“Everybody wants to know the reason, and the reason is very simple,” Williams said. “Every time somebody asked me how long I was going to go, I’d always say, ‘As long as my health allows me to do it.’

“But deep down inside, I knew the only thing that would speed that up was if I did not feel that I was any longer the right man for the job. I no longer feel that I am the right man for the job.”

I must admit that I was shocked to hear that Williams was retiring. It seems that Chapel Hill was headed in the right direction with the current roster and the recruits they had coming in next season. I thought at the age of 70, that Williams might stick around a few more years to make another run at a championship.

“I love coaching, working the kids on the court, the locker room, the trips, the jump around music, the trying to build a team,” Williams continued. “I will always love that. And I’m scared to death of the next phase. But I no longer feel that I’m the right man.”

Williams will go down as one of the greatest college basketball coaches in the history of the game. If you want to be honest, he really had two hall of fame careers with what he was able to accomplish at Kansas and with the Tar Heels.

One of the biggest things I think will be affected is the rivalry between UNC and Duke University. It is arguably the best rivalry in all of sports, whether collegiate or professional. Mike Krzyzewski, Duke head coach, says he was “surprised” to hear that Williams was retiring.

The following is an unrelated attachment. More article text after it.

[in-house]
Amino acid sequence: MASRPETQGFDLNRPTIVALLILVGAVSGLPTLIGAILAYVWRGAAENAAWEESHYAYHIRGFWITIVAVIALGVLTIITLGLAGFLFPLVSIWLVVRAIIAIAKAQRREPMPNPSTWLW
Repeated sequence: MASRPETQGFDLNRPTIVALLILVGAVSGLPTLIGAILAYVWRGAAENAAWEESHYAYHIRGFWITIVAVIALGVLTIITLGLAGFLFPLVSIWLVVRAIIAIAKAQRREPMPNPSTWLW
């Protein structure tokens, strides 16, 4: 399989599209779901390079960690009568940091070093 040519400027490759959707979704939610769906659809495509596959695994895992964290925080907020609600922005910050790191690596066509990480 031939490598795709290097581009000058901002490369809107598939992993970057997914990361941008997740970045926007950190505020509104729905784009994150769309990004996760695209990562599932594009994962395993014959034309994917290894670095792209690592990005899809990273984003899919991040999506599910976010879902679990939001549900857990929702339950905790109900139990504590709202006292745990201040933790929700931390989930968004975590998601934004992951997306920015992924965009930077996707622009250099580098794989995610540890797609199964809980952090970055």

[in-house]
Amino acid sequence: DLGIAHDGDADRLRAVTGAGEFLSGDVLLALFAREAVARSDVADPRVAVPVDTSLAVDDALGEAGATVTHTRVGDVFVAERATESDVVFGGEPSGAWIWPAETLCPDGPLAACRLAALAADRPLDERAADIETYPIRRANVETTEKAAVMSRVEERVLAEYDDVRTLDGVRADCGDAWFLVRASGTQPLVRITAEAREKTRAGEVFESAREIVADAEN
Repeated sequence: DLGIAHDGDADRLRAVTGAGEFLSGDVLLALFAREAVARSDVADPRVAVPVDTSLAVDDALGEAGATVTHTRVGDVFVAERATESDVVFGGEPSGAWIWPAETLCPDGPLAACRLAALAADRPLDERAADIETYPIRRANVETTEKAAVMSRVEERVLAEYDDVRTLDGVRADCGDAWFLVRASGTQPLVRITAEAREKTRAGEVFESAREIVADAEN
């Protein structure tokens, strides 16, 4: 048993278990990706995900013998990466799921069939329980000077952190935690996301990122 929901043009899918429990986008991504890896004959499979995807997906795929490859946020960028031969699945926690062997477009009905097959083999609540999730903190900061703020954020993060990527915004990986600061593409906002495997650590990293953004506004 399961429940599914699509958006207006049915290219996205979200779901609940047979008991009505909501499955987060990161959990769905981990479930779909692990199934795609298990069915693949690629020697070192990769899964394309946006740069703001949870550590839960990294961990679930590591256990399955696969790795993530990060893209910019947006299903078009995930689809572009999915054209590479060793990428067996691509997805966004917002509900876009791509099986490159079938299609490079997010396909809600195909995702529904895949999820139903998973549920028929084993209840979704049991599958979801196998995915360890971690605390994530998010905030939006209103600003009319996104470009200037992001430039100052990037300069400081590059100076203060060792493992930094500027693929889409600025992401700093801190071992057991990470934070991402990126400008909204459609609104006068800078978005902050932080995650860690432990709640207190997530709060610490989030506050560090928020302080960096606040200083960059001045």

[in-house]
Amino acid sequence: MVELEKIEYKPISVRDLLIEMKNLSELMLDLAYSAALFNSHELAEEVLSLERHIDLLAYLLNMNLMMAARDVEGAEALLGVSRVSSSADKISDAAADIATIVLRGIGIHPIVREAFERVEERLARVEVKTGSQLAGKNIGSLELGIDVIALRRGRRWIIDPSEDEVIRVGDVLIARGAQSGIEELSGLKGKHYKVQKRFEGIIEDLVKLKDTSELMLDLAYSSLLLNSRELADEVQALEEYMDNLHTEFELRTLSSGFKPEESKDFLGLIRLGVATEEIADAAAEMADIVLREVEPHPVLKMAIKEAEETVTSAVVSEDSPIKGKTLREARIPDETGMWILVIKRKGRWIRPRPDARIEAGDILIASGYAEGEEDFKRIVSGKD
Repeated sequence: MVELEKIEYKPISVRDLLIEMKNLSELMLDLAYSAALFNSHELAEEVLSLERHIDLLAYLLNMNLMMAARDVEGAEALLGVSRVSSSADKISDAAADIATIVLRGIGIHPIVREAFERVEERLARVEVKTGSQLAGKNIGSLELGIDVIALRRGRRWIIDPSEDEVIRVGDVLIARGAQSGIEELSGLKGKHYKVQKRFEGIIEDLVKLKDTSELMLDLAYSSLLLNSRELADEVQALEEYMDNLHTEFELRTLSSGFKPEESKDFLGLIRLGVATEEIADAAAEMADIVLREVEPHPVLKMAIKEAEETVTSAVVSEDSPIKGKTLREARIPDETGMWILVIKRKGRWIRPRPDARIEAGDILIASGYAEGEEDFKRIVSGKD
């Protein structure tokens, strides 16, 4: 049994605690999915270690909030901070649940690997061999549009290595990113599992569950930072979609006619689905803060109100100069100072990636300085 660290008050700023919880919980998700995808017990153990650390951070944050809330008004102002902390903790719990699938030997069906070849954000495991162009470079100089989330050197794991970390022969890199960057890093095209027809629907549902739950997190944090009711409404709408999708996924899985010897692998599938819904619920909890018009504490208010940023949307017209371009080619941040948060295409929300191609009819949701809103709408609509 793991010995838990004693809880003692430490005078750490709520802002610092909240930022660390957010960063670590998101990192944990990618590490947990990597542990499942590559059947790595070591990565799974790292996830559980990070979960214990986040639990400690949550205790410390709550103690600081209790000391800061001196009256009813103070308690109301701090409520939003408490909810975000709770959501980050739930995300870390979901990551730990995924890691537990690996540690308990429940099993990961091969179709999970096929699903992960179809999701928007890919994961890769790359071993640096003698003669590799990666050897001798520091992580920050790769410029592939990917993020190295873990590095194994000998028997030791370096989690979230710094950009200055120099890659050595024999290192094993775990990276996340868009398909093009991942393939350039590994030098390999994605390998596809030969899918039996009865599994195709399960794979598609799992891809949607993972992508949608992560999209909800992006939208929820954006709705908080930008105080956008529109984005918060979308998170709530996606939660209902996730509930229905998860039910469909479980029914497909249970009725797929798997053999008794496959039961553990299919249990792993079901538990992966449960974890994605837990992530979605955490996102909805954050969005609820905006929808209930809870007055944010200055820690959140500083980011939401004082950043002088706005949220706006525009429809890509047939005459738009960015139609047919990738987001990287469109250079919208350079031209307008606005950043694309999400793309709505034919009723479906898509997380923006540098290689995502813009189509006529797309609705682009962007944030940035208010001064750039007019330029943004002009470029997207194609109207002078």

“College basketball is losing one if its greatest coaches and a man who genuinely cares about the game of basketball, and more importantly, the people who play it,” Krzyzewski said in a statement. “Roy has led two iconic programs as a head coach and did so in exemplary fashion. I have the utmost respect for Roy and his family, who represented themselves and their institutions with class, grace and humility.

“While we were on opposite sides of college basketball’s greatest rivalry, we both understood how lucky we were to be part of it and always tried to represent it in the way it deserved. Personally, I will miss competing against him, seeing him at coaches’ meetings and having the opportunity to discuss how to make our game even better. Roy is a great friend, and our sport was very fortunate to have him as long as it did. We have all benefitted from his longevity in and commitment to coaching. His legacy is secure as one of the greatest coaches in college basketball history.”

I am wondering how the retirement of Williams will affect the recruiting of players that have already signed their letters of intent, along with the players that are considering UNC. That puts even more importance on the successor to Williams.

There were several names mentioned as possible contenders for Williams’ position.  Names like Jerry Stackhouse, Steve Robinson, Hubert Davis, Scott Drew and Wes Miller. All the coaches mentioned are quality guys, but we all know it takes more than that to lead the Tar Heels. The ability to recruit in a tough ACC (Atlantic Coast Conference) is a necessity. The suspense ended when it was announced that Hubert Davis, assistant coach for the Tarheels, will take over as head coach, becoming the first Black coach for UNC.

Davis will join an elite club. The UNC job is one of the best in college basketball. 

Coach Williams will be missed and will never be forgotten as a legend in Chapel Hill.

About Author

Timothy Ramsey

Timothy Ramsey

Related Articles


Featured Sponsor

Receive Chronicle Updates

  • This field is for validation purposes and should be left unchanged.



More Sponsors